Monday, January 11, 2010
The eMoto Velocity 2.0 electric bicycle
I do have some photos:
This first one is my bike with our Prius in the background. The two are about the same color! This bike comes equipped with things that often cost extra on others, like fenders (important in a wet climate like mine,) a rack on the back to carry items on, a generator powered headlight and taillight and even a bell to ring when you come up behind someone on a trail to warn them that you are there. It also has a built in locking system to secure it to a pole, bike rack, or whatever when you have ridden someplace like Starbucks and will be away from it awhile.
Here is a closer view of the rear wheel area. The battery is in the container locked to the vertical frame post. It is a Panasonic brand 37 volt lithium ion battery and fairly expensive so there is a good reason to lock it to the bike. It can be charged there or unlocked and then carried inside with the rider to hook up to the charger. A full charge from empty takes 3 - 4 hours but 1 hour will bring it up to about 80%. The lock is the unit above to the left side of the wheel and the bike rack is obvious on top of the fender. The electric motor is a brushless 250 watt unit that is built into the hub so it is essentially maintenance free.
A closer view of the battery. This bike weighs only 47 pounds, even with the battery attached. Many ebikes I looked at were more like 60 pounds. The difference doesn't sound like a lot but if the battery runs down and you have to pedal it home that extra weight can seem like a lot. The button to the right side under the handle is the on/off switch and I find that my heel tends to hit it while riding and can turn it off. I really notice the difference in pedaling effort when that happens! The strip to the left of the switch is the indicator lights showing how much juice is in the battery.
This 3/4 rear view better shows the 7-speed derailleur gear system- the pedal it part of the bike. There is a single sprocket on the front with the pedals, so there are 7 speeds available. That front sprocket has a system built into it that senses how hard the rider is pushing on the pedals and tells the computer how much power to feed to the motor. It provides more help while you are riding up a hill than it does on level ground. The locking system shows up better from this side and the rear brake is below it. The hub on the front wheel contains the small generator that powers the lights.
My first ride after bringing it home was just a couple of miles- over to Starbucks and back. On the second day I headed out and rode probably farther than I should have as I was a bit sore when I got back. I rode on some bike/walking trails the city maintains that I was aware of but hadn't much used before and they are nice. There are places on them where you have to cross fairly busy streets but it is nice to be able to go a few miles without having anything other than other bikes and pedestrians to worry about. I live up on the hill above Mt. Vernon and this trail took me almost down to the river, so coming home was mostly uphill. The motor system worked very well. By combining it with the pedal gearing I was able to ride while staying in a seated position up those hills. In the biking condition that I am in right now I would have been off of it and walking pushing it up some of the steeper hills without that electric assist.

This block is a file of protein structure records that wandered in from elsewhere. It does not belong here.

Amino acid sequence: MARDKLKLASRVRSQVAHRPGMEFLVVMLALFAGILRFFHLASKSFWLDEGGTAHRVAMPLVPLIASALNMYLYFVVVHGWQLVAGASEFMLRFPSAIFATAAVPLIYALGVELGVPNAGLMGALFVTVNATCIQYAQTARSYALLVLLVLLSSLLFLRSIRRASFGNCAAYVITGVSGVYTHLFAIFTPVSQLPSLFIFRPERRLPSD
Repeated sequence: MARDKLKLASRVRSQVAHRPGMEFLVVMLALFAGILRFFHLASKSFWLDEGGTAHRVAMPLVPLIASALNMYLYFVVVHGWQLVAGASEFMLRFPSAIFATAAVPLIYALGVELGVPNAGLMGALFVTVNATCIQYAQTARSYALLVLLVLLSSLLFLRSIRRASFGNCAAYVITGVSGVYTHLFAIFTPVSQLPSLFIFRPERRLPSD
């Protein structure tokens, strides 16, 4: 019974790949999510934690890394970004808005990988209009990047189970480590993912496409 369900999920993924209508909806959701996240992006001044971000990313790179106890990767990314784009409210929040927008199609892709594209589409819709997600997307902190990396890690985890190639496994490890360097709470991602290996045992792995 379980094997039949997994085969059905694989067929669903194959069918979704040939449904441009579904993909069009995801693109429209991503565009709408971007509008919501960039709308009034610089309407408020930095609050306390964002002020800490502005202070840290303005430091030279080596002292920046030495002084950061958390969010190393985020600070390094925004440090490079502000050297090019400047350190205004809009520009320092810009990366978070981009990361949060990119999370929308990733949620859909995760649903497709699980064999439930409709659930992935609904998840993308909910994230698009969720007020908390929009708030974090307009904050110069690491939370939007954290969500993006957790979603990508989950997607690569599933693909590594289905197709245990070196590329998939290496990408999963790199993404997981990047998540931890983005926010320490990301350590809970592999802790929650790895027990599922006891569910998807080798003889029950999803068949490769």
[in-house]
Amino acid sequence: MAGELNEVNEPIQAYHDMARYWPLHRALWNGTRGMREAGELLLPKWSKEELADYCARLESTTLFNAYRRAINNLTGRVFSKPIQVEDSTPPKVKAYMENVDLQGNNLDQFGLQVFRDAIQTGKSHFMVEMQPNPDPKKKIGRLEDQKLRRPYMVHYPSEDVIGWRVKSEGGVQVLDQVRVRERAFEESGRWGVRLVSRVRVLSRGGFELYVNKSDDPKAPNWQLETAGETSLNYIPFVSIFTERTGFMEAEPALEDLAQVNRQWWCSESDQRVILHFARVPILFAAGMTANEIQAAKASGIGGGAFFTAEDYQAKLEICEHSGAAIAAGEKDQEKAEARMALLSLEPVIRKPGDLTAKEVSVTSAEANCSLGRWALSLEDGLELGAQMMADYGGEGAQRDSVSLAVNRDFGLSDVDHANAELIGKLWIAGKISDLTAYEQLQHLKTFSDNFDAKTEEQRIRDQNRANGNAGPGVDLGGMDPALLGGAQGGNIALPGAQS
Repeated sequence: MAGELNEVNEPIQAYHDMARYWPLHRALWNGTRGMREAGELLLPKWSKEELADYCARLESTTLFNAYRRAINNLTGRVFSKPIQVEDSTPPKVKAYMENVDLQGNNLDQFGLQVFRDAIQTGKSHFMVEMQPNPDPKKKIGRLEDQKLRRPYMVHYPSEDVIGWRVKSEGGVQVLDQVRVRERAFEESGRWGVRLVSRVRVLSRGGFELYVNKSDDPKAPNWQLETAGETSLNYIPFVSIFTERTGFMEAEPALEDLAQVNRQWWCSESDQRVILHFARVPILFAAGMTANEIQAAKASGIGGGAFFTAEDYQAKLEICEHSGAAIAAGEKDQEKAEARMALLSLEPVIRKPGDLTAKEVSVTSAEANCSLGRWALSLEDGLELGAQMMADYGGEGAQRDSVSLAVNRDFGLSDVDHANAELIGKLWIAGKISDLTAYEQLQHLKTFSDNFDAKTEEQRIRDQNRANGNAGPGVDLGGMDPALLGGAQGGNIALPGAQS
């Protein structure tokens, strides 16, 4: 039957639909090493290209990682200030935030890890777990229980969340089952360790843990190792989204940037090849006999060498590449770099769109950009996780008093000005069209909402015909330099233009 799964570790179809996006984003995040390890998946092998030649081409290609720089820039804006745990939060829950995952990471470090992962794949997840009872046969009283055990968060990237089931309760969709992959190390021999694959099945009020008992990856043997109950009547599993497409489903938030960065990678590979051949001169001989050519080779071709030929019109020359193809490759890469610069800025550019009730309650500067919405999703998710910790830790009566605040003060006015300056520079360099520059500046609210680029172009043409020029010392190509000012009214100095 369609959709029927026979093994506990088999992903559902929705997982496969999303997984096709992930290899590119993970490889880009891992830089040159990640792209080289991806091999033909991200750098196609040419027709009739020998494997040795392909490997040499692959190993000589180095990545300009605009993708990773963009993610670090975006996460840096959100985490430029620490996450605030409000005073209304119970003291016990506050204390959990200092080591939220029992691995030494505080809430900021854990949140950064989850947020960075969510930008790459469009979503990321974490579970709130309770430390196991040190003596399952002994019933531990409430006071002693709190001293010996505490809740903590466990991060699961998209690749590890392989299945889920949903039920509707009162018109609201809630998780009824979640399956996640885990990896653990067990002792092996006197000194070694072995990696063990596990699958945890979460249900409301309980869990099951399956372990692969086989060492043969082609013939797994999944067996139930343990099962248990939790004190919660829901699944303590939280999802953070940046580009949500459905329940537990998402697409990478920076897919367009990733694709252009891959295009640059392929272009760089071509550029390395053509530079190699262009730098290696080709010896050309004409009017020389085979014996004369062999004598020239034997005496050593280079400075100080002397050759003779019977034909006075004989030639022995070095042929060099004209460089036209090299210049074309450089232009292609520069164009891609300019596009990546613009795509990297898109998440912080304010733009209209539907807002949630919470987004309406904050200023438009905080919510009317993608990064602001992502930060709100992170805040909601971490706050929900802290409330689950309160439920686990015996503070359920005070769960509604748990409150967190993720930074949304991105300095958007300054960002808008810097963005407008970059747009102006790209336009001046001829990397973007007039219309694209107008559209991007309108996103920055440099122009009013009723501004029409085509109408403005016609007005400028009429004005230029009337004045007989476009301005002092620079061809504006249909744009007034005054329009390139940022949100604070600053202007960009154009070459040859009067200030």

Diane asked if you can ride it under electric power only if you get tired. My bike doesn't have a hand throttle although there is a dealer installed option to add one but you must first check local laws. In some places they would call that a moped and it would have be licensed as a moped and not treated as a bicycle. No riding on bike trails, parking on the sidewalk, etc. That version also uses battery power a lot faster. With mine you have to be rotating the pedals in order to get power assist but it doesn't require a lot of pressure before the motor comes on. It is hard to describe.
I like this bike!
Sounds like they're great for those who aren't in the best of shape but still need some low impact exercise.
Have fun and ride carefully.
I too live in Washington State and I have an e-Moto Ridge 2.0 and I love it. I ride it almost everyday. What I have been looking for is another battery so that I can go on extended trips. I would be willing to pay $400.00 for the battery. Please let me know if you would be interested in selling it.
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